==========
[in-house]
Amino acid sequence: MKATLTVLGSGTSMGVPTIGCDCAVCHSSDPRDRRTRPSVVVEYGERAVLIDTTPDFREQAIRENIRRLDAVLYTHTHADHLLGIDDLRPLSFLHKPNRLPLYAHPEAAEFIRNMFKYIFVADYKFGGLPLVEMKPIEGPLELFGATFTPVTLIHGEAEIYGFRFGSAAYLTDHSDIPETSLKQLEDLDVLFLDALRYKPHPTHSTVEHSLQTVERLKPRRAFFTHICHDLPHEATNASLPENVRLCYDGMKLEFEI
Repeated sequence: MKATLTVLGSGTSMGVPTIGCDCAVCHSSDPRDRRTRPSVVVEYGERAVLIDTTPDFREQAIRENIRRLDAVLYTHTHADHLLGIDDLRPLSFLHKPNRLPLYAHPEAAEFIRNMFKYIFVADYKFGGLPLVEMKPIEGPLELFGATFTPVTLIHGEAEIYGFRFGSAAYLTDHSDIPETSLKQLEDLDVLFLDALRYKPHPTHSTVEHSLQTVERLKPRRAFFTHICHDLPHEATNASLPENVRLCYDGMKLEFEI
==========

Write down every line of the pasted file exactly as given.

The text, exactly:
[in-house]
Amino acid sequence: MKATLTVLGSGTSMGVPTIGCDCAVCHSSDPRDRRTRPSVVVEYGERAVLIDTTPDFREQAIRENIRRLDAVLYTHTHADHLLGIDDLRPLSFLHKPNRLPLYAHPEAAEFIRNMFKYIFVADYKFGGLPLVEMKPIEGPLELFGATFTPVTLIHGEAEIYGFRFGSAAYLTDHSDIPETSLKQLEDLDVLFLDALRYKPHPTHSTVEHSLQTVERLKPRRAFFTHICHDLPHEATNASLPENVRLCYDGMKLEFEI
Repeated sequence: MKATLTVLGSGTSMGVPTIGCDCAVCHSSDPRDRRTRPSVVVEYGERAVLIDTTPDFREQAIRENIRRLDAVLYTHTHADHLLGIDDLRPLSFLHKPNRLPLYAHPEAAEFIRNMFKYIFVADYKFGGLPLVEMKPIEGPLELFGATFTPVTLIHGEAEIYGFRFGSAAYLTDHSDIPETSLKQLEDLDVLFLDALRYKPHPTHSTVEHSLQTVERLKPRRAFFTHICHDLPHEATNASLPENVRLCYDGMKLEFEI